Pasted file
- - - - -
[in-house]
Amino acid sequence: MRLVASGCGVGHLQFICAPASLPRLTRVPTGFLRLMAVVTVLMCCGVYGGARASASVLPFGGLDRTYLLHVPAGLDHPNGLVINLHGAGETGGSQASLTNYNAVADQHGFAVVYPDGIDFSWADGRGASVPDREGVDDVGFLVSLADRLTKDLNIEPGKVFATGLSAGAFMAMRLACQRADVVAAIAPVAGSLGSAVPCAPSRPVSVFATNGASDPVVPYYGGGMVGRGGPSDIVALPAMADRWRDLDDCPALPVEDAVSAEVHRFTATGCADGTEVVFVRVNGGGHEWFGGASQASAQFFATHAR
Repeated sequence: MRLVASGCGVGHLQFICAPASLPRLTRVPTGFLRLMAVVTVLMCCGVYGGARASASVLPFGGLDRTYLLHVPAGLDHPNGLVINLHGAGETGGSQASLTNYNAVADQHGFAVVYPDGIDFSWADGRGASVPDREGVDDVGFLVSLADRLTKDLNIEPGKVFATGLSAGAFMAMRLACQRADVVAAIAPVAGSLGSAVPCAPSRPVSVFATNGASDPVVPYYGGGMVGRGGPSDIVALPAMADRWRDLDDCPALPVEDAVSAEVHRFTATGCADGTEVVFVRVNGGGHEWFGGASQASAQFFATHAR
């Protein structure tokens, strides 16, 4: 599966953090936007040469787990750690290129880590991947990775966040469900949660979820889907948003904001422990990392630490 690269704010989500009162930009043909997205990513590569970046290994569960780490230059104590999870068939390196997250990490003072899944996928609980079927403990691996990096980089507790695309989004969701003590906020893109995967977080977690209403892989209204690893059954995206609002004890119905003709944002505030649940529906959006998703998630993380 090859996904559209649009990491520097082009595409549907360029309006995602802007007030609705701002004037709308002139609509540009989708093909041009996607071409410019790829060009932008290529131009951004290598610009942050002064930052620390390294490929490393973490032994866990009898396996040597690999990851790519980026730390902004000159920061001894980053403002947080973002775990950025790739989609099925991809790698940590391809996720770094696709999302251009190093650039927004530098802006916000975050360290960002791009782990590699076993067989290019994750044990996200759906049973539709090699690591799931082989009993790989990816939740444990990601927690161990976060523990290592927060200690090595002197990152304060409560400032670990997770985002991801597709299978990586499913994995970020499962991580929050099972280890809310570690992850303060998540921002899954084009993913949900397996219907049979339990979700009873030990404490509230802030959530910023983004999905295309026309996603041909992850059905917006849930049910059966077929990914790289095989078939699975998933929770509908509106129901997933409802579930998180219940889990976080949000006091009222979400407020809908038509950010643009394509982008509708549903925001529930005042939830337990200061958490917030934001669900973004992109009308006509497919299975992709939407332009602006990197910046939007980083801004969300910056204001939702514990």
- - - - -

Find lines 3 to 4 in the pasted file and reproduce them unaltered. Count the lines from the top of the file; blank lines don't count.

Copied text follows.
Repeated sequence: MRLVASGCGVGHLQFICAPASLPRLTRVPTGFLRLMAVVTVLMCCGVYGGARASASVLPFGGLDRTYLLHVPAGLDHPNGLVINLHGAGETGGSQASLTNYNAVADQHGFAVVYPDGIDFSWADGRGASVPDREGVDDVGFLVSLADRLTKDLNIEPGKVFATGLSAGAFMAMRLACQRADVVAAIAPVAGSLGSAVPCAPSRPVSVFATNGASDPVVPYYGGGMVGRGGPSDIVALPAMADRWRDLDDCPALPVEDAVSAEVHRFTATGCADGTEVVFVRVNGGGHEWFGGASQASAQFFATHAR
């Protein structure tokens, strides 16, 4: 599966953090936007040469787990750690290129880590991947990775966040469900949660979820889907948003904001422990990392630490 690269704010989500009162930009043909997205990513590569970046290994569960780490230059104590999870068939390196997250990490003072899944996928609980079927403990691996990096980089507790695309989004969701003590906020893109995967977080977690209403892989209204690893059954995206609002004890119905003709944002505030649940529906959006998703998630993380 090859996904559209649009990491520097082009595409549907360029309006995602802007007030609705701002004037709308002139609509540009989708093909041009996607071409410019790829060009932008290529131009951004290598610009942050002064930052620390390294490929490393973490032994866990009898396996040597690999990851790519980026730390902004000159920061001894980053403002947080973002775990950025790739989609099925991809790698940590391809996720770094696709999302251009190093650039927004530098802006916000975050360290960002791009782990590699076993067989290019994750044990996200759906049973539709090699690591799931082989009993790989990816939740444990990601927690161990976060523990290592927060200690090595002197990152304060409560400032670990997770985002991801597709299978990586499913994995970020499962991580929050099972280890809310570690992850303060998540921002899954084009993913949900397996219907049979339990979700009873030990404490509230802030959530910023983004999905295309026309996603041909992850059905917006849930049910059966077929990914790289095989078939699975998933929770509908509106129901997933409802579930998180219940889990976080949000006091009222979400407020809908038509950010643009394509982008509708549903925001529930005042939830337990200061958490917030934001669900973004992109009308006509497919299975992709939407332009602006990197910046939007980083801004969300910056204001939702514990």